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Courage Without Conscience Is A Wild Beast
 

Courage Without Conscience Is A Wild Beast

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Quotes and photographs to uplift the whistleblower\'s spirit.

Quotes and photographs to uplift the whistleblower\'s spirit.

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    Courage Without Conscience Is A Wild Beast Courage Without Conscience Is A Wild Beast Document Transcript

    • “Courage without conscience is a wild beast.” —Robert Green Ingersoll Moral courage isn’t an esoteric branch of philosophy; it is the standing for what is right in the face of danger; as such it is the foundation of success or failure both in one’s personal life but also on the world stage in action that changes history. By standing up for our moral values as Medical Whistleblowers, we are now, in all reality, poised to change our nation. We have found through years of retaliation, endless case appeals, that our courage based in our moral values doesn’t always produce an immediate benefit. Our Medical Whistleblowers have been tested in the face of their families, their community, their professional colleagues, and even in front of their religious faith. It is in these choices that we find our moral values most tested.
    • As we feel more threatened in our own security, the sense of commitment to such moral values as compassion and fairness may then go out the window. Humans, we are told are primarily self-interested and will choose their own security and safety and their own need for resources as their primary goal. Maslow’s hierarchy of needs takes over. Self preservation insists that we secure the necessities for our own life before we can act on our values. This is why an attack on our very ability to survive, tests our moral courage and builds in us a solidarity and a commonality of values which we have learned to put above our own needs. So by definition, someone with true moral courage must have been tested to the level at which he/she feared for his/her ability to survive. This is the very definition of the kind of trauma that causes the soul wounding we have learned to call Post Traumatic Stress. Perhaps there is no one who is truly a hero who has not faced this personal challenge and possible personal failure. This is what defines those who truly have the moral compass to lead us. Those, who when given the podium or the cloak of authority, use the power it instills, to instead gain advantage for themselves, are not the morally courageous. Instead there is a self sacrifice necessary to demonstrate
    • moral courage, a willingness to put oneself at risk so that others may be protected and enjoy the human values we all expound. Notoriety is not necessary for the principle of moral courage to be evident, and the characteristic of human courage is seen in one’s family life, one’s workplace as well as the national or world stage. There seem to be three defining principles of moral courage - a commitment to the deeply held values or principles, the wiliness to brave danger necessary to present those principles to others, and endurance in the face of that danger. In some of our moral choices we face the choice between good and evil, but we may also face the choice between two different competing values such as compassion vs. fairness. When faced with difficult decisions in the medical community, we are asked about our cohesion to the peer group, our need for professional acceptance, our need for financial security and reward, our loyalty to friends and colleagues, and our adherence to the established hierarchy of dominance and control. When we uphold moral principles as higher than these other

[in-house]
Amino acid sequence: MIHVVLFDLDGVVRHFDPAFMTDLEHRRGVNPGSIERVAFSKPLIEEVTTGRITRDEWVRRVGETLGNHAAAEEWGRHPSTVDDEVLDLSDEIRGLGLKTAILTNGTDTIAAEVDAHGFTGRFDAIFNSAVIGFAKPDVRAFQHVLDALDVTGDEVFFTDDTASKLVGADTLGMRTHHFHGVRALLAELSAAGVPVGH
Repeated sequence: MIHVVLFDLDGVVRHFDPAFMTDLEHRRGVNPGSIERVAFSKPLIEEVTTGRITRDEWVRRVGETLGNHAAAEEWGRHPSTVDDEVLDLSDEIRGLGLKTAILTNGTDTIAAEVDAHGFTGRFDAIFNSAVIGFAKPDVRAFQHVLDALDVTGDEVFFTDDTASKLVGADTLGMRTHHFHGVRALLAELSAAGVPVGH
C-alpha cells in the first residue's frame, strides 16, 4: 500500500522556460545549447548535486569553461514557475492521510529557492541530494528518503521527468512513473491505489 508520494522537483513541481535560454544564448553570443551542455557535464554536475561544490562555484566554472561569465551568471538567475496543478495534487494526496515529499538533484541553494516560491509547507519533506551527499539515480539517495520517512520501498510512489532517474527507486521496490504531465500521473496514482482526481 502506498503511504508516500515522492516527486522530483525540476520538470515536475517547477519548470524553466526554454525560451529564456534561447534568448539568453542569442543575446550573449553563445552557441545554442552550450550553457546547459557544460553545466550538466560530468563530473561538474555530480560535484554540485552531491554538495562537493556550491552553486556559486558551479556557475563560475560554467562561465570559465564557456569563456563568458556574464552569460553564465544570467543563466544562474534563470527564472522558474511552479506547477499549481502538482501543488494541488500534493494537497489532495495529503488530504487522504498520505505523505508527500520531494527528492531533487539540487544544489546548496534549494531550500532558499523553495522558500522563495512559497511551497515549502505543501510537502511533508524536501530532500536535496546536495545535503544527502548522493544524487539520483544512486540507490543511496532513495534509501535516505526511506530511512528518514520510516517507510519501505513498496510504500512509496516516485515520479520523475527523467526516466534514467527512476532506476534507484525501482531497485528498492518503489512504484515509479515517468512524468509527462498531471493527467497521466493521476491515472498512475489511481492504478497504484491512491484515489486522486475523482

• values, we are facing choices of one good versus another. It is in this arena that we hone our greatest understanding of what is truly important to us. Many who have been great heroes have sacrificed other important goals in their own lives, in order to make one goal preeminent. Not all of us can withstand this kind of testing, often we become strangers to those who felt they knew us, often we gain new comrades along the way who share our passion for the principles we uphold. Never is the journey without sacrifice. It is in the nature of the sacrifice that we define ourselves. “You gain strength, courage, and confidence by every experience in which you really stop to look fear in the face. You are able to say, “I lived through this horror. I can take the next thing that comes along.” ...You must do the thing you think you cannot do.” —Eleanor Roosevelt
    • For Further Spiritual Support for Whistleblowers: Email or Write to Dr. Janet Parker DVM Executive Director Medical Whistleblower P.O. Box C Lawrence, KS 66044 MedicalWhistleblower@gmail.com Please indicate your faith so that we can tailor support services appropriate to your Faith belief. Medical Whistleblower provides advocacy, emotional, social and spiritual support to all regardless of religious faith, national origin, disability, sex, sexual orientation, race, creed, or color. Therefore we do not take a religious viewpoint but instead reach out in an interfaith non-creedal manner to everyone regardless of spiritual background or faith belief. Medical Whistleblower believes that inner spiritual strength and religious spiritual support is necessary for those who are courageous enough to “Tell Truth to Power.” We support you in whatever faith belief that you find meaningful.